The treaty also says that Russia and North Korea will oppose “unilateral compulsory measures,” a reference to international sanctions against both countries —   North Korea for its nuclear   and missile programs, and   Russia for its invasion   of Ukraine.

Russia used to  support international sanctions  against North Korea. But more recently, Moscow has blocked U.N. Security Council efforts to tighten sanctions on Pyongyang, and in March,  vetoed  the extension of a mandate for a UN panel that monitors implementation of UN sanctions on North Korea.

In an article published by North Korea’s   Rodong Sinmun   newspaper, and on the   Kremlin’s website , Putin wrote, “we will develop alternative trade and mutual settlements mechanisms not controlled by the West.”

This could be a throwback to a Cold War-era financial settlement system, says Hong Min, a North Korea expert at the Korea Institute for National Unification, a Seoul-based government think tank.

“If, for example, North Korea provides weapons,” he says, “the value of those provisions will be converted to a ruble amount, and North Korea would be paid back in kind, like with food. Essentially, this a barter system that assessed value in rubles."

Japan expressed grave concern about the pact, while NATO Secretary-General   Jens Stoltenberg commented   that the agreement showed authoritarian powers were aligning.

South Korea   condemned the treaty , and said it would reconsider its policy of refraining from sending arms directly to Ukraine, instead of   backfilling stockpiles   of U.S. and Polish munitions.

China, which has been North Korea’s only real ally since the end of the Cold War,   reacted coolly   to the Putin-Kim summit, calling it a bilateral matter.

While Putin and Kim met in Pyongyang, Chinese diplomats and military officials were holding   talks in Seoul . This followed a   trilateral summit   with the leaders of Japan and South Korea, as China tried to stabilize ties with its neighbors, despite rivalry with their ally, the U.S.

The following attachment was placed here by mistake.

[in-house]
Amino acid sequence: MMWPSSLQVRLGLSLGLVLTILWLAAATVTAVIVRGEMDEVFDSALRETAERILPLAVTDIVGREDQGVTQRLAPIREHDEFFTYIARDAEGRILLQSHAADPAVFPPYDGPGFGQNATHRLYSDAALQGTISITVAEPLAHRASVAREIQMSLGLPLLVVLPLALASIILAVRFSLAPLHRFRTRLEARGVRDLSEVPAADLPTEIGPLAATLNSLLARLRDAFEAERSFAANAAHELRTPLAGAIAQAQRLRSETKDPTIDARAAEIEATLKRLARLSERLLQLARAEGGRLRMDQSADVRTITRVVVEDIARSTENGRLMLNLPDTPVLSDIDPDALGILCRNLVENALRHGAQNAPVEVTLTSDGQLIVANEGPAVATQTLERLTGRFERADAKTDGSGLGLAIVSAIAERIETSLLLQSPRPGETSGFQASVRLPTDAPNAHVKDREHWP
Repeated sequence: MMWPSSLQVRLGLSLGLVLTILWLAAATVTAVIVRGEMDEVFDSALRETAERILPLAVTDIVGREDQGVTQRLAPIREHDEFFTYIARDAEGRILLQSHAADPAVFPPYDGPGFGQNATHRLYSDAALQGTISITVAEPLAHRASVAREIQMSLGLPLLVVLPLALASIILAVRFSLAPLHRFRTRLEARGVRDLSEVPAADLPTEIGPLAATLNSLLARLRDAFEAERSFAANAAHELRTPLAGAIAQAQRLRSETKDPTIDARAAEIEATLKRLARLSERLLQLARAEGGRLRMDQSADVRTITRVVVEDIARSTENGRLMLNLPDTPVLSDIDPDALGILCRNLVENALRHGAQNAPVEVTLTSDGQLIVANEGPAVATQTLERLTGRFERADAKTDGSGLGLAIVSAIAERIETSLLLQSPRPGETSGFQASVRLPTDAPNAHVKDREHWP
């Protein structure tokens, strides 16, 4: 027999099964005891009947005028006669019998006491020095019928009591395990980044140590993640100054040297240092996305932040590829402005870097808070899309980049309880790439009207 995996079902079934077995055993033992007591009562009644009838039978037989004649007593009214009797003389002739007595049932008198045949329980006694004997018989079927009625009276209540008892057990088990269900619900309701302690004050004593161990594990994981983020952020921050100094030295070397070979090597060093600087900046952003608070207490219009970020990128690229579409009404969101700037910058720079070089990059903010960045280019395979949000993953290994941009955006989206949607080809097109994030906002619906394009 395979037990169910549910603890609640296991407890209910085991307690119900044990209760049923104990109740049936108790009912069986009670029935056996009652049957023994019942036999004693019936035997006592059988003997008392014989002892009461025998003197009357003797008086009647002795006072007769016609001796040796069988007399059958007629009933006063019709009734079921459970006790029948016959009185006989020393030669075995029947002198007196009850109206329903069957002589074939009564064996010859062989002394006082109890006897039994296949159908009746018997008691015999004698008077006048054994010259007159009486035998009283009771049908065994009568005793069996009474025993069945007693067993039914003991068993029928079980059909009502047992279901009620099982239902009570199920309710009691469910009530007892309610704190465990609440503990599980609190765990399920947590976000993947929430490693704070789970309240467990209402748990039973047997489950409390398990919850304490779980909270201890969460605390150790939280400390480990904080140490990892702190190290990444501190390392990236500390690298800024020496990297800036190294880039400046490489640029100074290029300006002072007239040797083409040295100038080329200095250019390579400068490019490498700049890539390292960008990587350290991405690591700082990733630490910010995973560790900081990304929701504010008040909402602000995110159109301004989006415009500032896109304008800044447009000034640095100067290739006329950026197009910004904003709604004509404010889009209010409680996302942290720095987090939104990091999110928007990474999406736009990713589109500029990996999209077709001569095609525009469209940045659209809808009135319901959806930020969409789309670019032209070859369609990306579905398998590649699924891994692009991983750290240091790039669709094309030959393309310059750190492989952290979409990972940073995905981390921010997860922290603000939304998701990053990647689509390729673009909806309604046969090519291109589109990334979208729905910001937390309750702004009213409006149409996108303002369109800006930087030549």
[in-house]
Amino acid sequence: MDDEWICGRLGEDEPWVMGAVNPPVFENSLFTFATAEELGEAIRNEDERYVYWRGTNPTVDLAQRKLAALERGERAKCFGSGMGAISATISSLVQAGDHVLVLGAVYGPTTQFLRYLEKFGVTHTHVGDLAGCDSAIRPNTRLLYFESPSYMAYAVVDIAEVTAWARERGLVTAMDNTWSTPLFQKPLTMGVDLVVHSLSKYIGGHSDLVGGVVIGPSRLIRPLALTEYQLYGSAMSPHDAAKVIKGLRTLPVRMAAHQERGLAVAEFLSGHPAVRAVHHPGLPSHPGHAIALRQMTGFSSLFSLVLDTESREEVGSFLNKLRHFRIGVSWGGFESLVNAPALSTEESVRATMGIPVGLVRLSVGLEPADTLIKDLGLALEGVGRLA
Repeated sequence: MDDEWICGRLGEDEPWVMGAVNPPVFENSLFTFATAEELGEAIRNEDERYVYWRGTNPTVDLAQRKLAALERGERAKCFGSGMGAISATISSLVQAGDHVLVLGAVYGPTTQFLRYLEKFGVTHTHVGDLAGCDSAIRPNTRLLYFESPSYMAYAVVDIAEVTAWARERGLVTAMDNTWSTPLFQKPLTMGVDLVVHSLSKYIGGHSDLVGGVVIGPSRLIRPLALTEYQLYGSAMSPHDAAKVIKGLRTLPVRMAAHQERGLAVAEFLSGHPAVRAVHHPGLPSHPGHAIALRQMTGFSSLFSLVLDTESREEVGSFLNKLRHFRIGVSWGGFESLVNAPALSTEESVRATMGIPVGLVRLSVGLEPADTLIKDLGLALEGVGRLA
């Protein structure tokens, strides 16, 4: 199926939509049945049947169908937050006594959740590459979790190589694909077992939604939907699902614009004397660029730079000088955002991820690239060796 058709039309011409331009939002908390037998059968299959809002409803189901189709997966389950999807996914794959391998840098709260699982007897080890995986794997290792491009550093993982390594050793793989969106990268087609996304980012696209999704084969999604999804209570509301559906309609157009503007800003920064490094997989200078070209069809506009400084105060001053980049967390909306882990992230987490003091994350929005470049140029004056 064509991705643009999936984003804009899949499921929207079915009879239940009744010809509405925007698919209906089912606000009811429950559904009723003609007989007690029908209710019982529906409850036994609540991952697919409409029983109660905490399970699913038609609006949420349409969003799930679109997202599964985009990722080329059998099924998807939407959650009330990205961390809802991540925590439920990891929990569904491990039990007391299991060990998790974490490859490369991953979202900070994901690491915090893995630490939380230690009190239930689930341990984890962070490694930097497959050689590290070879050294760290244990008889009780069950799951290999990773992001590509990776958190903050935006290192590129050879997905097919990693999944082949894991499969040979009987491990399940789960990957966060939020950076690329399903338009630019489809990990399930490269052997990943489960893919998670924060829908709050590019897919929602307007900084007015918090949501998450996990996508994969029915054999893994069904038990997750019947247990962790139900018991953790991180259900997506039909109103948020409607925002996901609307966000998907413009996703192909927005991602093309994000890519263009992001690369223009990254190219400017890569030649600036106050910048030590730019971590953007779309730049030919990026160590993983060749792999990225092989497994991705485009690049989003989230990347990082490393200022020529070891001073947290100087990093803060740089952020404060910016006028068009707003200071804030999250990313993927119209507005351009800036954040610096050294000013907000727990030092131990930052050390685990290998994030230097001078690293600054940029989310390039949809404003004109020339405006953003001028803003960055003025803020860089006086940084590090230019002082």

Some experts see the Putin-Kim summit as a comparatively bigger win for Kim.

“Putin's focus is on building a system for securing the military assistance Russia urgently needs right now,” says Hong Min, “whereas North Korea is focused on showing off their alliance as much as possible.”

“From North Korea’s point of view,” adds Chang Yong Seok, “they’re being treated as a global actor, albeit as Russia’s junior partner.” 

“That’s a huge political and diplomatic achievement,” he adds, “and it may be the kind of outcome Kim Jong Un wanted the most and finds very satisfying.”

On Thursday, Putin went on to   visit Vietnam , where he signed at least a dozen deals with the country in another step to bolster Russia's relations in Asia.


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Hallux
PhD Principal
1  seeder  Hallux    3 weeks ago

Aw crapola , Kim and Vlad are no longer america's bffs ...

 
 
 
fineline
Freshman Silent
1.1  fineline  replied to  Hallux @1    3 weeks ago

Add Trump and it's the three stooges. Could this be "W" 's true Axis of Evil?

 
 
 
Ozzwald
Professor Quiet
1.2  Ozzwald  replied to  Hallux @1    3 weeks ago

Aw crapola , Kim and Vlad are no longer america's bffs ...

Still Trump's though.